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-   -   Single Actions ? (http://forums.omnigroup.com/showthread.php?t=4098)

MEP 2007-07-08 07:58 AM

[QUOTE=pvonk]From what I've read in those threads concerning single actions, the Religion of GTD permits only one next action per project, regardless of the sequential or parallel setting.
[/QUOTE]

Actually, no. In the strictest GTD sense, every single action in your currently active list of actions is a "next action". Those next actions which are also the next logical step in a sequence of actions are highlighted purple, but they're not "more next" than the other "next actions"; they're simply the next step in a sequence. The use of the term "next action" to differentiate between those actions and any other currently active action is arbitrary at best (but an established habit in many GTD apps for some reason). The only thing the highlighting really indicates is that completing that action will result in another action being added to your currently active list of actions (unless it's the last action in the sequence).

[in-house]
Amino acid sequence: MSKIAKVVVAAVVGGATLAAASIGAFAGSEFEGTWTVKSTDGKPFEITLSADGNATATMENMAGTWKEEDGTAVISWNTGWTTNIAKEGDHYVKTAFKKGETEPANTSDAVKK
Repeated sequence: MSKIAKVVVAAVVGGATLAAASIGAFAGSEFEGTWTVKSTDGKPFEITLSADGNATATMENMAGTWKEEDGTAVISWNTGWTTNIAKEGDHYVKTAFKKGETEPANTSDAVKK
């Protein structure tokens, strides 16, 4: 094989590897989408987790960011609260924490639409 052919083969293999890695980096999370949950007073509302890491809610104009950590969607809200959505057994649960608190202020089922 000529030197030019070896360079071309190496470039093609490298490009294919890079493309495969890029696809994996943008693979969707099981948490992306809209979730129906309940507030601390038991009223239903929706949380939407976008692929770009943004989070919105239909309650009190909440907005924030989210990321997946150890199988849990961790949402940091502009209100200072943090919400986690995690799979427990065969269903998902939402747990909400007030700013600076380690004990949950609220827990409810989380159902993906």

A project can have many next actions associated with it, provided that those actions don't have to be completed in any particular order. When you view your list of actions in context view with the "active" filter enabled, you are looking at all of your next actions regardless of what is and isn't highlighted purple. In a pure GTD implementation, that's what next action means; it's any action that can be done right now, and if it can't be done right now it shouldn't be active.

It sounds like what you guys are using the highlight for is to prioritize your actions. It's like the first action in a sequence takes precedence over parallel actions (and is therefore "next" in your terminology) unless you have consciously decided (before looking at your context view) to assign the "next" state to one or more of those parallel actions (or arbitrarily assigned that state to all singleton actions). That's not the GTD way.

In GTD, the prioritization of actions occurs when looking at the action list for the currently appropriate context (whatever context you're in right now or will be in soon). You decide [I]right at the moment of action execution[/I] which action needs to be done right now. Complete that action and then look at the list [i]and decide again[/i]. One of the main points of GTD is to free the user from arbitrary prioritization schemes which have to be hierarchically assigned prior to the actual moment of action execution; schemes which require us to predict what will and won't be important at some time in the future rather than allowing us to decide in the moment what is important right now.